‘Hamilton’ actor: ‘There’s nothing to apologize for’

In this image made from a video provided by Hamilton LLC, actor Brandon Victor Dixon who plays Aaron Burr, the nation’s third vice president, in "Hamilton" speaks from the stage after the curtain call in New York Friday. AP Photo.

NEW YORK — If Donald Trump is waiting for an apology from the cast of “Hamilton,” he will have to continue to wait.

Actor Brandon Victor Dixon, who plays Aaron Burr in the celebrated musical, told “CBS This Morning” on Monday that “there’s nothing to apologize for.” Dixon gave Vice President-elect Mike Pence an onstage earful about equality at the end of Friday’s performance.

Trump has taken to Twitter several times to demand an apology. Pence on Sunday said he wasn’t offended by the message. Dixon said “Hamilton” creator Lin-Manuel Miranda had a hand in crafting Dixon’s remarks, although Dixon said he “made some adjustments.”

RELATED: VP-elect Mike Pence gets a message at ‘Hamilton’

Dixon said that both Trump and Pence are welcome to come backstage and meet with the cast at any time, adding, “Art is meant to bring people together.”

From the stage on Friday night, he sparked controversy by saying he and the cast were “alarmed and anxious” that the Trump administration “will not protect us, our planet, our children, our parents, or defend us and uphold our inalienable rights.”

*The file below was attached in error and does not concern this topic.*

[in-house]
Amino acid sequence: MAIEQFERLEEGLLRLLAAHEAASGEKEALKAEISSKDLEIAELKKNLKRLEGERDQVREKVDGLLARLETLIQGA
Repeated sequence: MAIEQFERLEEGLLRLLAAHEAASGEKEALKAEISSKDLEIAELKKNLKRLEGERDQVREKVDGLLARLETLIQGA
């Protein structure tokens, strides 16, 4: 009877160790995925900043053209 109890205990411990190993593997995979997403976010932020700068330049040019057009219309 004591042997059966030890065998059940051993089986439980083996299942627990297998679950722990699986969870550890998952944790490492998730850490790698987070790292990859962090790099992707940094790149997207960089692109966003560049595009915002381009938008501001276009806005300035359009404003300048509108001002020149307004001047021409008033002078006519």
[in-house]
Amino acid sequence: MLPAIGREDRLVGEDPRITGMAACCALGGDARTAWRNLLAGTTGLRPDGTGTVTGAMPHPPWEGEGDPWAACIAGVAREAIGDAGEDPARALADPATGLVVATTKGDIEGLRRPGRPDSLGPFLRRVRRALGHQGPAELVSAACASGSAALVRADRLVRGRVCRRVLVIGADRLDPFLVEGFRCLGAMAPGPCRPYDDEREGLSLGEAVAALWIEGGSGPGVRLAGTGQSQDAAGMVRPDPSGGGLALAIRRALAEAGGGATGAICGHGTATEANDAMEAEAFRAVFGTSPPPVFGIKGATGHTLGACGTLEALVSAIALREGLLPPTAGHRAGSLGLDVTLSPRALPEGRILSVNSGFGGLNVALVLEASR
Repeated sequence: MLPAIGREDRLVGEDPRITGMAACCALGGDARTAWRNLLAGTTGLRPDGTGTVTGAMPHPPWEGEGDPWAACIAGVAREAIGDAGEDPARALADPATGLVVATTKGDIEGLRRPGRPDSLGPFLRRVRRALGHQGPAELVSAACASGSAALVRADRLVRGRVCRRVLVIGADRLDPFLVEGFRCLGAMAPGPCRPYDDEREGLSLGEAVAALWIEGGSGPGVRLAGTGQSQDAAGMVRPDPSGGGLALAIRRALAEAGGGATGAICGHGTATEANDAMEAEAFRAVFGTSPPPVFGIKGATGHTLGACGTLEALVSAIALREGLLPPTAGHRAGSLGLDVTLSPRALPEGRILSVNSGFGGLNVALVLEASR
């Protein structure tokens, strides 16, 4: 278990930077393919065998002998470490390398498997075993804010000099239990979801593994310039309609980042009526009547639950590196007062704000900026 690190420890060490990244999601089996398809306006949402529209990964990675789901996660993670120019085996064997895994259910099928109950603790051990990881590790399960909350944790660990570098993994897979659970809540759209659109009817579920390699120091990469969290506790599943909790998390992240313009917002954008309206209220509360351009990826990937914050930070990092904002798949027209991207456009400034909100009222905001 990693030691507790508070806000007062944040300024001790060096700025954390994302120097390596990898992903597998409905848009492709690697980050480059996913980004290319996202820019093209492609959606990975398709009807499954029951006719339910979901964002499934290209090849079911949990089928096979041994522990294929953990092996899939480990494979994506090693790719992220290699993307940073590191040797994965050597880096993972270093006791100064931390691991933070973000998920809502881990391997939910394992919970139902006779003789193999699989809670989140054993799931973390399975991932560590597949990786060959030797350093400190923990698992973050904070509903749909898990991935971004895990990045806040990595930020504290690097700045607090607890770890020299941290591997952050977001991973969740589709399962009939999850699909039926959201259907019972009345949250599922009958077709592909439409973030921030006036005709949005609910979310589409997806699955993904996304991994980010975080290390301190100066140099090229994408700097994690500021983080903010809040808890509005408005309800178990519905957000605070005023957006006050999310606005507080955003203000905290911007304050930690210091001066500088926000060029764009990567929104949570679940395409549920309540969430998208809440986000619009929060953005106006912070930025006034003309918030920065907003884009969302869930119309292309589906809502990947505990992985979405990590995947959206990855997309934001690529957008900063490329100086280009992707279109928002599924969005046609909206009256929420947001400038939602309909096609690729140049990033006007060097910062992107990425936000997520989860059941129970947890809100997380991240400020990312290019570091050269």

The musical is by Lin-Manuel Miranda, who wrote the story, music and lyrics. It stresses the orphan, immigrant roots of first U.S. Treasury Secretary Alexander Hamilton and has been cheered for reclaiming the nation’s founding story with a multicultural cast.

Dixon’s unprecedented address of the vice president-elect has divided many, with critics saying theater should be a safe place and the “Hamilton” cast comments seemed aggressive. But supporters contend Dixon was respectful and note that artists speaking out is a timeless ritual.

The debate has even divided members of Bruce Springsteen’s The E Street Band, with Steven Van Zandt calling the Pence address “the most respectful, benign form of bullying ever.”

Van Zandt said on Twitter on Saturday that the statement was “beautiful,” but “completely inappropriate at that time.” He added that singling out an audience member to “embarrass him from the stage” is “a terrible precedent to set.” But Nils Lofgren, his bandmate, supported the protest, arguing: “Everywhere and anytime you can raise your voice is appropriate, especially right now.”

Springsteen himself attended the Broadway show with his wife, Patti Scialfa, on Sunday and went backstage to have their picture taken with Mandy Gonzalez, an actress in the show. Springsteen and Scialfa posed for a photo in front of a poster of the show. She later called it “joyous and necessary.”

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